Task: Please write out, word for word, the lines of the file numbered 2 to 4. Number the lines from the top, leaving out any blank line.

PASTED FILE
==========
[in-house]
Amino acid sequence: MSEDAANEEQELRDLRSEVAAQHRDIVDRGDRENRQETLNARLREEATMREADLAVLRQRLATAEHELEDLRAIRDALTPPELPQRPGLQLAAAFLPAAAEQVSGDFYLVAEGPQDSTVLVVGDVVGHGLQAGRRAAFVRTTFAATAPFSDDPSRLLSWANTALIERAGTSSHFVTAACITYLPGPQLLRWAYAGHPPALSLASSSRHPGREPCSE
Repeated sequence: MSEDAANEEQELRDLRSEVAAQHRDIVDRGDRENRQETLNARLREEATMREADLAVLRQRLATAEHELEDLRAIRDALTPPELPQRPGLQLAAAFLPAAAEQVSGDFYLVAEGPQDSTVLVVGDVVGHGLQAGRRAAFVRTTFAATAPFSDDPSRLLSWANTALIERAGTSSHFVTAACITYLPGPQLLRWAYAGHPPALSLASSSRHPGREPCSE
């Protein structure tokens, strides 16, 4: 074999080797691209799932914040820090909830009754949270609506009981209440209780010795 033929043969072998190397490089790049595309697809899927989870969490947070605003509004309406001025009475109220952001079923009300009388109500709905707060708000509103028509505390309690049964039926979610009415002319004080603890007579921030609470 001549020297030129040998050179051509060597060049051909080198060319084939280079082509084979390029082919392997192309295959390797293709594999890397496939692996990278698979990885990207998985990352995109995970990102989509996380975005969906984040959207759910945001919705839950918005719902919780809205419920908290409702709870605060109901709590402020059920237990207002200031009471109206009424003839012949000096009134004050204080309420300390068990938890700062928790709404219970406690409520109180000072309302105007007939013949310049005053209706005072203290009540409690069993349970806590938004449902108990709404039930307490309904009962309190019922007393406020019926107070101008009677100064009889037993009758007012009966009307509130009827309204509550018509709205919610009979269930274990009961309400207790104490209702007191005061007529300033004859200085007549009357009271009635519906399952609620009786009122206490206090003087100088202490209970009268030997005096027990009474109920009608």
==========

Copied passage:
Amino acid sequence: MSEDAANEEQELRDLRSEVAAQHRDIVDRGDRENRQETLNARLREEATMREADLAVLRQRLATAEHELEDLRAIRDALTPPELPQRPGLQLAAAFLPAAAEQVSGDFYLVAEGPQDSTVLVVGDVVGHGLQAGRRAAFVRTTFAATAPFSDDPSRLLSWANTALIERAGTSSHFVTAACITYLPGPQLLRWAYAGHPPALSLASSSRHPGREPCSE
Repeated sequence: MSEDAANEEQELRDLRSEVAAQHRDIVDRGDRENRQETLNARLREEATMREADLAVLRQRLATAEHELEDLRAIRDALTPPELPQRPGLQLAAAFLPAAAEQVSGDFYLVAEGPQDSTVLVVGDVVGHGLQAGRRAAFVRTTFAATAPFSDDPSRLLSWANTALIERAGTSSHFVTAACITYLPGPQLLRWAYAGHPPALSLASSSRHPGREPCSE
């Protein structure tokens, strides 16, 4: 074999080797691209799932914040820090909830009754949270609506009981209440209780010795 033929043969072998190397490089790049595309697809899927989870969490947070605003509004309406001025009475109220952001079923009300009388109500709905707060708000509103028509505390309690049964039926979610009415002319004080603890007579921030609470 001549020297030129040998050179051509060597060049051909080198060319084939280079082509084979390029082919392997192309295959390797293709594999890397496939692996990278698979990885990207998985990352995109995970990102989509996380975005969906984040959207759910945001919705839950918005719902919780809205419920908290409702709870605060109901709590402020059920237990207002200031009471109206009424003839012949000096009134004050204080309420300390068990938890700062928790709404219970406690409520109180000072309302105007007939013949310049005053209706005072203290009540409690069993349970806590938004449902108990709404039930307490309904009962309190019922007393406020019926107070101008009677100064009889037993009758007012009966009307509130009827309204509550018509709205919610009979269930274990009961309400207790104490209702007191005061007529300033004859200085007549009357009271009635519906399952609620009786009122206490206090003087100088202490209970009268030997005096027990009474109920009608």